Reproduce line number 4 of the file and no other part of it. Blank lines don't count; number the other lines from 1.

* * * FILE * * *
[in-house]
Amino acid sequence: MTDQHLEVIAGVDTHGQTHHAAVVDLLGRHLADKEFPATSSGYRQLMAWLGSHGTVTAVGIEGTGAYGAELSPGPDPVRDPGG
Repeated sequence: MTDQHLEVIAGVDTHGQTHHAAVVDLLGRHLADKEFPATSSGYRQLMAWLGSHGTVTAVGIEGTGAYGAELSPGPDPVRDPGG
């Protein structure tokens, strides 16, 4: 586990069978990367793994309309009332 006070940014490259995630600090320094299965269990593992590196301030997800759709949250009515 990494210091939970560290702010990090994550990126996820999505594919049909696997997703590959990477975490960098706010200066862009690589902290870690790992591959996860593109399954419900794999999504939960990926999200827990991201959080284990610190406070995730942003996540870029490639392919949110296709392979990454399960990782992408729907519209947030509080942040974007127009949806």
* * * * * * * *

């Protein structure tokens, strides 16, 4: 586990069978990367793994309309009332 006070940014490259995630600090320094299965269990593992590196301030997800759709949250009515 990494210091939970560290702010990090994550990126996820999505594919049909696997997703590959990477975490960098706010200066862009690589902290870690790992591959996860593109399954419900794999999504939960990926999200827990991201959080284990610190406070995730942003996540870029490639392919949110296709392979990454399960990782992408729907519209947030509080942040974007127009949806």